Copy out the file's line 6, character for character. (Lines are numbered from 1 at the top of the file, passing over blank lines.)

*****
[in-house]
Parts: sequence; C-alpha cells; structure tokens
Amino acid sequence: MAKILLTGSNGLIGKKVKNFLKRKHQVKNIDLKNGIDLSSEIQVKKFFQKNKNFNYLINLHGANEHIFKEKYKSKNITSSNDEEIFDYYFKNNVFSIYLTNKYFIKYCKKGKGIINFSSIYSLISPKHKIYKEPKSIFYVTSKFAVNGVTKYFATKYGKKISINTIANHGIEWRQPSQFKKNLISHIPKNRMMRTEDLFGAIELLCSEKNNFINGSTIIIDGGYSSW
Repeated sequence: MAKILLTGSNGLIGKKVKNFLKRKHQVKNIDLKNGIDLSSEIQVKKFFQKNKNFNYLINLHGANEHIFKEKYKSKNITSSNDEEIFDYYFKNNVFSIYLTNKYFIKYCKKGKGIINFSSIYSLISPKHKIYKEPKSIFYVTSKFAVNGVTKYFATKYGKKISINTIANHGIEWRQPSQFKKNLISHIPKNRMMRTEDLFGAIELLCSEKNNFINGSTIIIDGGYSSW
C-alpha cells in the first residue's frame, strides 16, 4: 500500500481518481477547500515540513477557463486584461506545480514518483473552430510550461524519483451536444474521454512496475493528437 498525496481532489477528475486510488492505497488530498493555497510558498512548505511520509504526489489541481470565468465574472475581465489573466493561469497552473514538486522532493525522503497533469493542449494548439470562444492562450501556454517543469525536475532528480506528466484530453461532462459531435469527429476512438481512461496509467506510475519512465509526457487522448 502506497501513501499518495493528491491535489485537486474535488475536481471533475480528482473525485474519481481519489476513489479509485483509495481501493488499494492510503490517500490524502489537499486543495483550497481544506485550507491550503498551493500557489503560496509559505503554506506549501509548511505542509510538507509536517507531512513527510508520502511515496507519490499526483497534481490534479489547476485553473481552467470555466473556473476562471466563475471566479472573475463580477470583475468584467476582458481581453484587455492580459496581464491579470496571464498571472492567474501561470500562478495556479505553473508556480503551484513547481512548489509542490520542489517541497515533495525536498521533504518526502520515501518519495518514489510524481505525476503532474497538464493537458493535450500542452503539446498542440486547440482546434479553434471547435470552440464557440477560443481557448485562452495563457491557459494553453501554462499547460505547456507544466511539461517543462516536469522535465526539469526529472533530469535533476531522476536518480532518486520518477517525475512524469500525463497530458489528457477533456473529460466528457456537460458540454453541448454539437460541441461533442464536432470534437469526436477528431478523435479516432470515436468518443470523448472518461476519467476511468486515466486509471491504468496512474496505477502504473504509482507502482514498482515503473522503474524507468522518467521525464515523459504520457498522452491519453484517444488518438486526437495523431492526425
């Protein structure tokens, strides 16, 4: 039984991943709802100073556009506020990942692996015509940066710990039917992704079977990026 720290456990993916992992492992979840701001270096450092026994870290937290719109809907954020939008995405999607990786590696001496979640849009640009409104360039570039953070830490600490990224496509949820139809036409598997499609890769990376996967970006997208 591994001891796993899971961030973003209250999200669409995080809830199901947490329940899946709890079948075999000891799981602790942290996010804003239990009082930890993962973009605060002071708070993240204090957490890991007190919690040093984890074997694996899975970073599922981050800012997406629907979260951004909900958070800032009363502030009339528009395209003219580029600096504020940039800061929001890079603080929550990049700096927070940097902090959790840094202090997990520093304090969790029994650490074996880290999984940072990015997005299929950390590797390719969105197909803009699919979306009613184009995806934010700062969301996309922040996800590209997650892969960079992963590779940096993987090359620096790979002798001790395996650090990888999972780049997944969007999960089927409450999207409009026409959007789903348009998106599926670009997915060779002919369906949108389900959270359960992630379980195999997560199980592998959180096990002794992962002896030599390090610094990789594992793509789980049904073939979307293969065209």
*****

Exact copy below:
């Protein structure tokens, strides 16, 4: 039984991943709802100073556009506020990942692996015509940066710990039917992704079977990026 720290456990993916992992492992979840701001270096450092026994870290937290719109809907954020939008995405999607990786590696001496979640849009640009409104360039570039953070830490600490990224496509949820139809036409598997499609890769990376996967970006997208 591994001891796993899971961030973003209250999200669409995080809830199901947490329940899946709890079948075999000891799981602790942290996010804003239990009082930890993962973009605060002071708070993240204090957490890991007190919690040093984890074997694996899975970073599922981050800012997406629907979260951004909900958070800032009363502030009339528009395209003219580029600096504020940039800061929001890079603080929550990049700096927070940097902090959790840094202090997990520093304090969790029994650490074996880290999984940072990015997005299929950390590797390719969105197909803009699919979306009613184009995806934010700062969301996309922040996800590209997650892969960079992963590779940096993987090359620096790979002798001790395996650090990888999972780049997944969007999960089927409450999207409009026409959007789903348009998106599926670009997915060779002919369906949108389900959270359960992630379980195999997560199980592998959180096990002794992962002896030599390090610094990789594992793509789980049904073939979307293969065209």